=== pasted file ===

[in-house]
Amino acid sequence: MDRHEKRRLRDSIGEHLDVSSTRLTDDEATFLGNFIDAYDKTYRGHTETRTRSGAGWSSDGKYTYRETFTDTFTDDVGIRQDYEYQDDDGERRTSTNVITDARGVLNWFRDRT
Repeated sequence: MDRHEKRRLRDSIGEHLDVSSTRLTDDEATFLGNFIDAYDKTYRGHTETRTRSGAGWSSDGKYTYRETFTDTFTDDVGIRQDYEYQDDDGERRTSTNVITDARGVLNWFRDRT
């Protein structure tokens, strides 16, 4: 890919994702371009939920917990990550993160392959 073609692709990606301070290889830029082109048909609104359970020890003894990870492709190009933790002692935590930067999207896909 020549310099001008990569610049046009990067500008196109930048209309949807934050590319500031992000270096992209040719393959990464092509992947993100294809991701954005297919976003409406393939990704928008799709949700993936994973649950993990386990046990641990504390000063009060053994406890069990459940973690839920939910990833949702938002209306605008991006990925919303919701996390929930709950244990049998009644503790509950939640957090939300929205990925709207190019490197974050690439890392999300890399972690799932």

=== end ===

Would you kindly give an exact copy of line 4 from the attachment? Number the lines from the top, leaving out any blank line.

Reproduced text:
């Protein structure tokens, strides 16, 4: 890919994702371009939920917990990550993160392959 073609692709990606301070290889830029082109048909609104359970020890003894990870492709190009933790002692935590930067999207896909 020549310099001008990569610049046009990067500008196109930048209309949807934050590319500031992000270096992209040719393959990464092509992947993100294809991701954005297919976003409406393939990704928008799709949700993936994973649950993990386990046990641990504390000063009060053994406890069990459940973690839920939910990833949702938002209306605008991006990925919303919701996390929930709950244990049998009644503790509950939640957090939300929205990925709207190019490197974050690439890392999300890399972690799932």